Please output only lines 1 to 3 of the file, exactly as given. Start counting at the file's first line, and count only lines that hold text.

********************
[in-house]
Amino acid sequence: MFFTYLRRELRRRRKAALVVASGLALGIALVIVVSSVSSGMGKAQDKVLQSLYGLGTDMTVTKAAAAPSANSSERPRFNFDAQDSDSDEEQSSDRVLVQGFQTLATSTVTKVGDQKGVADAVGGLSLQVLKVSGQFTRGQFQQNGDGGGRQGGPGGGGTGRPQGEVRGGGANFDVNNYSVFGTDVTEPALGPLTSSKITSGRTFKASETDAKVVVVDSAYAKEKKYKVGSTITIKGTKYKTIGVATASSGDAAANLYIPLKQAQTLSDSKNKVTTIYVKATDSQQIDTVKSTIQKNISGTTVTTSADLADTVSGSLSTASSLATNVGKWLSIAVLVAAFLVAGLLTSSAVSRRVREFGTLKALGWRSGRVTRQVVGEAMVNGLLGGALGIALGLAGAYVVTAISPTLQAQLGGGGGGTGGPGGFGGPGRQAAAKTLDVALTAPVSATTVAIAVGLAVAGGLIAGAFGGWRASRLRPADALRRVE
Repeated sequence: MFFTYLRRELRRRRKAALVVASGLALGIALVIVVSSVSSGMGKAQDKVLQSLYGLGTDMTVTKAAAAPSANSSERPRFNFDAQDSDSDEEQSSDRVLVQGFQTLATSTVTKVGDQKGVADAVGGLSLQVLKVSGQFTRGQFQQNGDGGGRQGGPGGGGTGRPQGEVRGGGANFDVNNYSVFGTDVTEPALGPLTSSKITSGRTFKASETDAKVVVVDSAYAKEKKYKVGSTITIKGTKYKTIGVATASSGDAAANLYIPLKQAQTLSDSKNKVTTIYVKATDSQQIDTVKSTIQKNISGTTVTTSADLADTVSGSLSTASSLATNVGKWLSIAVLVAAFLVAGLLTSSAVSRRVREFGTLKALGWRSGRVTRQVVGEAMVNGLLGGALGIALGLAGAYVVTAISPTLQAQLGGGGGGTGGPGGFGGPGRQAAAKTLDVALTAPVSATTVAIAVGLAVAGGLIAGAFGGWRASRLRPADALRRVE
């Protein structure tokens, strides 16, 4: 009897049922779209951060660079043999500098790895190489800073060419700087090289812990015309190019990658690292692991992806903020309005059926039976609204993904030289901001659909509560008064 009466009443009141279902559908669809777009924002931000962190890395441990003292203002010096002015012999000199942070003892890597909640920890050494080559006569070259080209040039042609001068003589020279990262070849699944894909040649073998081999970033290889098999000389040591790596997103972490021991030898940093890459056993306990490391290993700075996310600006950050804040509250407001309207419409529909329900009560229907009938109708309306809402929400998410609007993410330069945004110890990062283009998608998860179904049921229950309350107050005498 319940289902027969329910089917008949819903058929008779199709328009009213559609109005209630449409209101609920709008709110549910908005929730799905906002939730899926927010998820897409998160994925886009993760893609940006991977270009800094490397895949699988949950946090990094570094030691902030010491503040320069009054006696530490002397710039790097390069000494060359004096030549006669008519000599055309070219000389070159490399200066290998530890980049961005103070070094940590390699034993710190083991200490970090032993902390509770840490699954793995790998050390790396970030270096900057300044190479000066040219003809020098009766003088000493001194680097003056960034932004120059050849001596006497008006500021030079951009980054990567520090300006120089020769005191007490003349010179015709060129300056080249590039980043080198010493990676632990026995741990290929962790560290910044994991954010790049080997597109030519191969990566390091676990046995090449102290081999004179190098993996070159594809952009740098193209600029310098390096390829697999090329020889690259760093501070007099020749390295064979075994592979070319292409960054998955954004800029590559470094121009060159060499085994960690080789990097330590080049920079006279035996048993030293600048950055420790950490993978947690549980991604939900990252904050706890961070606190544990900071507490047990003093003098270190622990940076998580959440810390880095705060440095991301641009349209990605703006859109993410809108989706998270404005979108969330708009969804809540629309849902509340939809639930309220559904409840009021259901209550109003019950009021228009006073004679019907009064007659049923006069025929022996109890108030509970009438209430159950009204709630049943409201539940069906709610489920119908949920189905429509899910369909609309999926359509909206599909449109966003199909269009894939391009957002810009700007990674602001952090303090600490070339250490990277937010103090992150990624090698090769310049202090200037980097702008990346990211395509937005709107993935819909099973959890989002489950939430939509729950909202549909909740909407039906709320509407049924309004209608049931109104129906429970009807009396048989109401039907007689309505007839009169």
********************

[in-house]
Amino acid sequence: MFFTYLRRELRRRRKAALVVASGLALGIALVIVVSSVSSGMGKAQDKVLQSLYGLGTDMTVTKAAAAPSANSSERPRFNFDAQDSDSDEEQSSDRVLVQGFQTLATSTVTKVGDQKGVADAVGGLSLQVLKVSGQFTRGQFQQNGDGGGRQGGPGGGGTGRPQGEVRGGGANFDVNNYSVFGTDVTEPALGPLTSSKITSGRTFKASETDAKVVVVDSAYAKEKKYKVGSTITIKGTKYKTIGVATASSGDAAANLYIPLKQAQTLSDSKNKVTTIYVKATDSQQIDTVKSTIQKNISGTTVTTSADLADTVSGSLSTASSLATNVGKWLSIAVLVAAFLVAGLLTSSAVSRRVREFGTLKALGWRSGRVTRQVVGEAMVNGLLGGALGIALGLAGAYVVTAISPTLQAQLGGGGGGTGGPGGFGGPGRQAAAKTLDVALTAPVSATTVAIAVGLAVAGGLIAGAFGGWRASRLRPADALRRVE
Repeated sequence: MFFTYLRRELRRRRKAALVVASGLALGIALVIVVSSVSSGMGKAQDKVLQSLYGLGTDMTVTKAAAAPSANSSERPRFNFDAQDSDSDEEQSSDRVLVQGFQTLATSTVTKVGDQKGVADAVGGLSLQVLKVSGQFTRGQFQQNGDGGGRQGGPGGGGTGRPQGEVRGGGANFDVNNYSVFGTDVTEPALGPLTSSKITSGRTFKASETDAKVVVVDSAYAKEKKYKVGSTITIKGTKYKTIGVATASSGDAAANLYIPLKQAQTLSDSKNKVTTIYVKATDSQQIDTVKSTIQKNISGTTVTTSADLADTVSGSLSTASSLATNVGKWLSIAVLVAAFLVAGLLTSSAVSRRVREFGTLKALGWRSGRVTRQVVGEAMVNGLLGGALGIALGLAGAYVVTAISPTLQAQLGGGGGGTGGPGGFGGPGRQAAAKTLDVALTAPVSATTVAIAVGLAVAGGLIAGAFGGWRASRLRPADALRRVE